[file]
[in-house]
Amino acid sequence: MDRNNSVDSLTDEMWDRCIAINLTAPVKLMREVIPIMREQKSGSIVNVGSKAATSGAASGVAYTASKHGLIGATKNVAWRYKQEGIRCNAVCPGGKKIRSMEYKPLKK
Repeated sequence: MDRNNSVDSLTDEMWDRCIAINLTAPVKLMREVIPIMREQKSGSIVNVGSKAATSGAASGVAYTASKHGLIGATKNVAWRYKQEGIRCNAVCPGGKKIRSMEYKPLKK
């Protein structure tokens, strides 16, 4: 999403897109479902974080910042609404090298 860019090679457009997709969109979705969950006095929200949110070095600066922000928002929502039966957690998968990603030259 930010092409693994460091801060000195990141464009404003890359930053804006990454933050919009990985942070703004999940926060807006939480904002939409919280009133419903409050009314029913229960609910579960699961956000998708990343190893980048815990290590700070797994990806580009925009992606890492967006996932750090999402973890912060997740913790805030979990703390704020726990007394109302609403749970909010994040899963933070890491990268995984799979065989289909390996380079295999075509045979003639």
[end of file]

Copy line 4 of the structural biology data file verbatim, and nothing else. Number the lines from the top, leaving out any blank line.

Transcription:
């Protein structure tokens, strides 16, 4: 999403897109479902974080910042609404090298 860019090679457009997709969109979705969950006095929200949110070095600066922000928002929502039966957690998968990603030259 930010092409693994460091801060000195990141464009404003890359930053804006990454933050919009990985942070703004999940926060807006939480904002939409919280009133419903409050009314029913229960609910579960699961956000998708990343190893980048815990290590700070797994990806580009925009992606890492967006996932750090999402973890912060997740913790805030979990703390704020726990007394109302609403749970909010994040899963933070890491990268995984799979065989289909390996380079295999075509045979003639």